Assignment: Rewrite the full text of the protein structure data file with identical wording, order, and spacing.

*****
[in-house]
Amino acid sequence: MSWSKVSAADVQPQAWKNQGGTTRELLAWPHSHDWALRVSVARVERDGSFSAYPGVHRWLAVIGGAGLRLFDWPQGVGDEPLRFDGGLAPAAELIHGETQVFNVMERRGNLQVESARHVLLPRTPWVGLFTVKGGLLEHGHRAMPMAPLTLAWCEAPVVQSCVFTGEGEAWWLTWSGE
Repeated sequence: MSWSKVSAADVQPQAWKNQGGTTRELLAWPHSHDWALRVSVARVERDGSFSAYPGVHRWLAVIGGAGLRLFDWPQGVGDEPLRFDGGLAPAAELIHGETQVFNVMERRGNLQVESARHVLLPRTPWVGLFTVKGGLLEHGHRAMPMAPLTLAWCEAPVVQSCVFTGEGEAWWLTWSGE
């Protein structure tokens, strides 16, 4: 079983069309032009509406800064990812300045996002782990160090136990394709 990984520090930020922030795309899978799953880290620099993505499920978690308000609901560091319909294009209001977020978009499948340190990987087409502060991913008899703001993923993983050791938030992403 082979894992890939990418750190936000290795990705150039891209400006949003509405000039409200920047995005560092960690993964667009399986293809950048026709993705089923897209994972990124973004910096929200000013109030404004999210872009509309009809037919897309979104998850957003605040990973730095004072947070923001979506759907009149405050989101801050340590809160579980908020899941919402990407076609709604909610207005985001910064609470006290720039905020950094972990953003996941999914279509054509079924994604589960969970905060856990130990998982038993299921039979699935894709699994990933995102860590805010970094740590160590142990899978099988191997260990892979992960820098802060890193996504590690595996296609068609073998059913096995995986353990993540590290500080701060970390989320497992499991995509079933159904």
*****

[in-house]
Amino acid sequence: MSWSKVSAADVQPQAWKNQGGTTRELLAWPHSHDWALRVSVARVERDGSFSAYPGVHRWLAVIGGAGLRLFDWPQGVGDEPLRFDGGLAPAAELIHGETQVFNVMERRGNLQVESARHVLLPRTPWVGLFTVKGGLLEHGHRAMPMAPLTLAWCEAPVVQSCVFTGEGEAWWLTWSGE
Repeated sequence: MSWSKVSAADVQPQAWKNQGGTTRELLAWPHSHDWALRVSVARVERDGSFSAYPGVHRWLAVIGGAGLRLFDWPQGVGDEPLRFDGGLAPAAELIHGETQVFNVMERRGNLQVESARHVLLPRTPWVGLFTVKGGLLEHGHRAMPMAPLTLAWCEAPVVQSCVFTGEGEAWWLTWSGE
């Protein structure tokens, strides 16, 4: 079983069309032009509406800064990812300045996002782990160090136990394709 990984520090930020922030795309899978799953880290620099993505499920978690308000609901560091319909294009209001977020978009499948340190990987087409502060991913008899703001993923993983050791938030992403 082979894992890939990418750190936000290795990705150039891209400006949003509405000039409200920047995005560092960690993964667009399986293809950048026709993705089923897209994972990124973004910096929200000013109030404004999210872009509309009809037919897309979104998850957003605040990973730095004072947070923001979506759907009149405050989101801050340590809160579980908020899941919402990407076609709604909610207005985001910064609470006290720039905020950094972990953003996941999914279509054509079924994604589960969970905060856990130990998982038993299921039979699935894709699994990933995102860590805010970094740590160590142990899978099988191997260990892979992960820098802060890193996504590690595996296609068609073998059913096995995986353990993540590290500080701060970390989320497992499991995509079933159904």